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Price of Peace: deforestation in Colombia

Price of Peace: deforestation in Colombia Matt Zimmerman
29 Aug
The historic end of civil war in Colombia has had unforeseen consequences for the country’s natural environment, particularly the Amazon rainforest

The Revolutionary Armed Forces of Colombia (FARC) has rarely ever been credited with positive environmental outcomes, intentional or otherwise. But the previously long-standing presence of the rebel guerrilla group in many rural parts of the country appears to have had one constructive ecological impact: significantly limiting deforestation, particularly in provinces in and around the delicate Amazon region, such as Caquetá and Meta.

The country’s Institute of Hydrology, Meteorology and Environmental Studies (IDEAM) recently announced that deforestation rates have rapidly escalated since the signing of a peace deal between FARC and the Colombian government last year that finally ended more than 50 years of conflict. Around 178,597 hectares (690 sq miles) of forest was cleared in 2016, 44 per cent more than in the previous year. Post-conflict Colombia is witnessing opportunistic loggers entering territories where fear of FARC kept them away for decades, and converting them into sites for large-scale agriculture and cattle ranching, road infrastructure projects, or illegal mining.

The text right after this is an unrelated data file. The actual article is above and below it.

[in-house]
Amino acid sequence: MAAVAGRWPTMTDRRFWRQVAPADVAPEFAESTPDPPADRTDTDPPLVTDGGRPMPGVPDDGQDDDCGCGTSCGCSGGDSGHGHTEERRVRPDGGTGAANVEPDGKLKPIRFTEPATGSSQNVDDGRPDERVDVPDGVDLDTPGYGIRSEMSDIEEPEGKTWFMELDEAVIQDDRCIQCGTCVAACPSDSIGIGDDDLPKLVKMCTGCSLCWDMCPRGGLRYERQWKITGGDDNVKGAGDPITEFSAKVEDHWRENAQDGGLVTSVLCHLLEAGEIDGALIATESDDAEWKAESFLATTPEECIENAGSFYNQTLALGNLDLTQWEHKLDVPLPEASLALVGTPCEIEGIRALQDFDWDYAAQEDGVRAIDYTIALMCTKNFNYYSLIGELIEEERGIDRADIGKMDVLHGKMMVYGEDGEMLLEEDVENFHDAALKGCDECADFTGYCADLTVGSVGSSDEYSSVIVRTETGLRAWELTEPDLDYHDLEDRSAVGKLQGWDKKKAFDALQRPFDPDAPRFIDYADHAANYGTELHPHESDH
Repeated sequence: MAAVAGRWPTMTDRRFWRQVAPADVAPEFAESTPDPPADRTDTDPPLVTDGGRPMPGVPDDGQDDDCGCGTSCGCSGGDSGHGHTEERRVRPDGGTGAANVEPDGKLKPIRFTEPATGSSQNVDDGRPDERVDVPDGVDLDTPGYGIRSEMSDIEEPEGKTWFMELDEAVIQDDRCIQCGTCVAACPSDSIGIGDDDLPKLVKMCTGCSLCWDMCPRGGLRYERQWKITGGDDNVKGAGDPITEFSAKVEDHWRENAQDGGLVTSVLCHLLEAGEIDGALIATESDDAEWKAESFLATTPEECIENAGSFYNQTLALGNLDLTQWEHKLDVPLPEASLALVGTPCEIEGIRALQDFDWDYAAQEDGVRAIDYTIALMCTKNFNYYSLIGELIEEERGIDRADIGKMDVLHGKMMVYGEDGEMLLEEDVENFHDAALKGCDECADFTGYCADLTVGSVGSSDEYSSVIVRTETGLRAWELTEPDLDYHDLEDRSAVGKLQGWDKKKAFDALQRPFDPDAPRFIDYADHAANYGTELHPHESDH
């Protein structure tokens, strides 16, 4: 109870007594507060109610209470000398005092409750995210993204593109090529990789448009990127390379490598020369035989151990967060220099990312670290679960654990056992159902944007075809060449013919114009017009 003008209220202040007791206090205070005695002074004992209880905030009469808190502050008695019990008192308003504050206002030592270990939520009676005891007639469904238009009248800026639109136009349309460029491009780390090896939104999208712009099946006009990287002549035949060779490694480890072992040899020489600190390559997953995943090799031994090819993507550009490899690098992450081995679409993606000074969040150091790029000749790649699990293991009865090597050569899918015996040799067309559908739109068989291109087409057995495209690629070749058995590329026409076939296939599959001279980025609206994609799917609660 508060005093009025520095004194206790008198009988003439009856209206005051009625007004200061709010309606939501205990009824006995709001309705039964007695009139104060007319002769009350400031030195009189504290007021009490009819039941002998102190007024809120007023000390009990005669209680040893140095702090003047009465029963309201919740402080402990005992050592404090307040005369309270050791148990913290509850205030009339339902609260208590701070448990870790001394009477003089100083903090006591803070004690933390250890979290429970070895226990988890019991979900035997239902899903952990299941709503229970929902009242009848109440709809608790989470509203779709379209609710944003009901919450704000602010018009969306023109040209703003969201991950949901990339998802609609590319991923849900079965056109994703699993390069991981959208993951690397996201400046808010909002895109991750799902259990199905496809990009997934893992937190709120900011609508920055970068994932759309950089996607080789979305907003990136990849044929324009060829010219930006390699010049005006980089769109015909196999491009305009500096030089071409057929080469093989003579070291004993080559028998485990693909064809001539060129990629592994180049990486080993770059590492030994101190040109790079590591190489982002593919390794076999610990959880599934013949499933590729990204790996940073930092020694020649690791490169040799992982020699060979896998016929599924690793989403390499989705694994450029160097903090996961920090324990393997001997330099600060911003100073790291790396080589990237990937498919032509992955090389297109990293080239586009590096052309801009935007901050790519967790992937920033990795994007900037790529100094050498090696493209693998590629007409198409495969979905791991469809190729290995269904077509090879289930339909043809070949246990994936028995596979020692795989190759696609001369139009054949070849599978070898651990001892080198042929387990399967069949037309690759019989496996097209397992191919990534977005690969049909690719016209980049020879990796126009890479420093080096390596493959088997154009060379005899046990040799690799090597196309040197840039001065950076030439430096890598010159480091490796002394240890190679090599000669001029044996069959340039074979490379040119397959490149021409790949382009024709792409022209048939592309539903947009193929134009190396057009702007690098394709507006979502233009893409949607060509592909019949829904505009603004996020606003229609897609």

It’s unwelcome news for a nation which pledged in 2015, through the UN’s REDD+ scheme (with donations totalling $300million from Germany, Norway and the UK), to bring its Amazon deforestation rate down to zero by 2020. Deforestation and forest degradation forms the country’s largest source of greenhouse emissions, half of the national total. Omar Franco, director of IDEAM, recently announced that the latest figures represented a ‘trend that we cannot allow to increase’ and insisted that the government’s onwards strategy – involving supporting local and indigenous communities and utilising environmental zoning to promote conservation – will ultimately make it possible to achieve that goal.

This was published in the September 2017 edition of Geographical magazine.

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